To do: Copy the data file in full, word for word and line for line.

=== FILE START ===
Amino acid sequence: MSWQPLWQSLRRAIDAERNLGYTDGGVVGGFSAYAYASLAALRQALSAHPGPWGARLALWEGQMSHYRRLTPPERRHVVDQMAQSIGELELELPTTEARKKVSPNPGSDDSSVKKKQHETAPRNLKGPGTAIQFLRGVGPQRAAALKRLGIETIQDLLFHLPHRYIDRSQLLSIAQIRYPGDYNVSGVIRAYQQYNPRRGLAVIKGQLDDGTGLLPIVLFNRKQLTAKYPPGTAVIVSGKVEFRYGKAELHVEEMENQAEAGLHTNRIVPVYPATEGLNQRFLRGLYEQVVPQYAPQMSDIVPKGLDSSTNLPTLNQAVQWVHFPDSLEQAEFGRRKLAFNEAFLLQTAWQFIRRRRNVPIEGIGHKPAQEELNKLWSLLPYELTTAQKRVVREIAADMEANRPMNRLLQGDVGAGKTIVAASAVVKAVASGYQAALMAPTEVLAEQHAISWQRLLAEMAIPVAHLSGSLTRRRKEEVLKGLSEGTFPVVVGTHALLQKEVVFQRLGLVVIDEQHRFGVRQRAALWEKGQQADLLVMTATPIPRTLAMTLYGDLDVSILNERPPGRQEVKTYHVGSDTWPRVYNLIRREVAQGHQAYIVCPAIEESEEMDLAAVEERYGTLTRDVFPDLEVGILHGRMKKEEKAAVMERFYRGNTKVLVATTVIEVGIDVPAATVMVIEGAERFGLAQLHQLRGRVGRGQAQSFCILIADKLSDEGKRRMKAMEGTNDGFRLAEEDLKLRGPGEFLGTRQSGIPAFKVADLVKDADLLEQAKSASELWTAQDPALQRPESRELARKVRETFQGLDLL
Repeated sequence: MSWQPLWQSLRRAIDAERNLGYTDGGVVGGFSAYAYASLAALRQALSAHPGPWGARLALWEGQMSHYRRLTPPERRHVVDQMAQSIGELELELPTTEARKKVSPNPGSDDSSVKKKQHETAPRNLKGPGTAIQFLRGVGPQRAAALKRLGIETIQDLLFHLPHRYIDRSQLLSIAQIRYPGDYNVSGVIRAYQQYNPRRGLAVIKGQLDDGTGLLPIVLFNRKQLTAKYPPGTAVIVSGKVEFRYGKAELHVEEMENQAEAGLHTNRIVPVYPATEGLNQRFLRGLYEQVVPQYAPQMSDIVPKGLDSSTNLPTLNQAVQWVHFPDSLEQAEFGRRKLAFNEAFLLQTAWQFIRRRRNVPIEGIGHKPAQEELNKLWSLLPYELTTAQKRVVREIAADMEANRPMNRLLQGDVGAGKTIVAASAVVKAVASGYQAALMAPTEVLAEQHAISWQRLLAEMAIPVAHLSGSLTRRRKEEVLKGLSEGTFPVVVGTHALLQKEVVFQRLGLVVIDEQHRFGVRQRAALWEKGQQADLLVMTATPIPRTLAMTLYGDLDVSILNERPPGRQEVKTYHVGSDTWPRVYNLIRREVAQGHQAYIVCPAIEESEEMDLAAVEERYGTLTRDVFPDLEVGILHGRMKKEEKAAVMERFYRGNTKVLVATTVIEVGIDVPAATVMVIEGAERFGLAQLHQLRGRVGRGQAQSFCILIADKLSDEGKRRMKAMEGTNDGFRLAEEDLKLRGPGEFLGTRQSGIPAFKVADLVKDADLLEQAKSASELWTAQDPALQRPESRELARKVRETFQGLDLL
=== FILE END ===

Amino acid sequence: MSWQPLWQSLRRAIDAERNLGYTDGGVVGGFSAYAYASLAALRQALSAHPGPWGARLALWEGQMSHYRRLTPPERRHVVDQMAQSIGELELELPTTEARKKVSPNPGSDDSSVKKKQHETAPRNLKGPGTAIQFLRGVGPQRAAALKRLGIETIQDLLFHLPHRYIDRSQLLSIAQIRYPGDYNVSGVIRAYQQYNPRRGLAVIKGQLDDGTGLLPIVLFNRKQLTAKYPPGTAVIVSGKVEFRYGKAELHVEEMENQAEAGLHTNRIVPVYPATEGLNQRFLRGLYEQVVPQYAPQMSDIVPKGLDSSTNLPTLNQAVQWVHFPDSLEQAEFGRRKLAFNEAFLLQTAWQFIRRRRNVPIEGIGHKPAQEELNKLWSLLPYELTTAQKRVVREIAADMEANRPMNRLLQGDVGAGKTIVAASAVVKAVASGYQAALMAPTEVLAEQHAISWQRLLAEMAIPVAHLSGSLTRRRKEEVLKGLSEGTFPVVVGTHALLQKEVVFQRLGLVVIDEQHRFGVRQRAALWEKGQQADLLVMTATPIPRTLAMTLYGDLDVSILNERPPGRQEVKTYHVGSDTWPRVYNLIRREVAQGHQAYIVCPAIEESEEMDLAAVEERYGTLTRDVFPDLEVGILHGRMKKEEKAAVMERFYRGNTKVLVATTVIEVGIDVPAATVMVIEGAERFGLAQLHQLRGRVGRGQAQSFCILIADKLSDEGKRRMKAMEGTNDGFRLAEEDLKLRGPGEFLGTRQSGIPAFKVADLVKDADLLEQAKSASELWTAQDPALQRPESRELARKVRETFQGLDLL
Repeated sequence: MSWQPLWQSLRRAIDAERNLGYTDGGVVGGFSAYAYASLAALRQALSAHPGPWGARLALWEGQMSHYRRLTPPERRHVVDQMAQSIGELELELPTTEARKKVSPNPGSDDSSVKKKQHETAPRNLKGPGTAIQFLRGVGPQRAAALKRLGIETIQDLLFHLPHRYIDRSQLLSIAQIRYPGDYNVSGVIRAYQQYNPRRGLAVIKGQLDDGTGLLPIVLFNRKQLTAKYPPGTAVIVSGKVEFRYGKAELHVEEMENQAEAGLHTNRIVPVYPATEGLNQRFLRGLYEQVVPQYAPQMSDIVPKGLDSSTNLPTLNQAVQWVHFPDSLEQAEFGRRKLAFNEAFLLQTAWQFIRRRRNVPIEGIGHKPAQEELNKLWSLLPYELTTAQKRVVREIAADMEANRPMNRLLQGDVGAGKTIVAASAVVKAVASGYQAALMAPTEVLAEQHAISWQRLLAEMAIPVAHLSGSLTRRRKEEVLKGLSEGTFPVVVGTHALLQKEVVFQRLGLVVIDEQHRFGVRQRAALWEKGQQADLLVMTATPIPRTLAMTLYGDLDVSILNERPPGRQEVKTYHVGSDTWPRVYNLIRREVAQGHQAYIVCPAIEESEEMDLAAVEERYGTLTRDVFPDLEVGILHGRMKKEEKAAVMERFYRGNTKVLVATTVIEVGIDVPAATVMVIEGAERFGLAQLHQLRGRVGRGQAQSFCILIADKLSDEGKRRMKAMEGTNDGFRLAEEDLKLRGPGEFLGTRQSGIPAFKVADLVKDADLLEQAKSASELWTAQDPALQRPESRELARKVRETFQGLDLL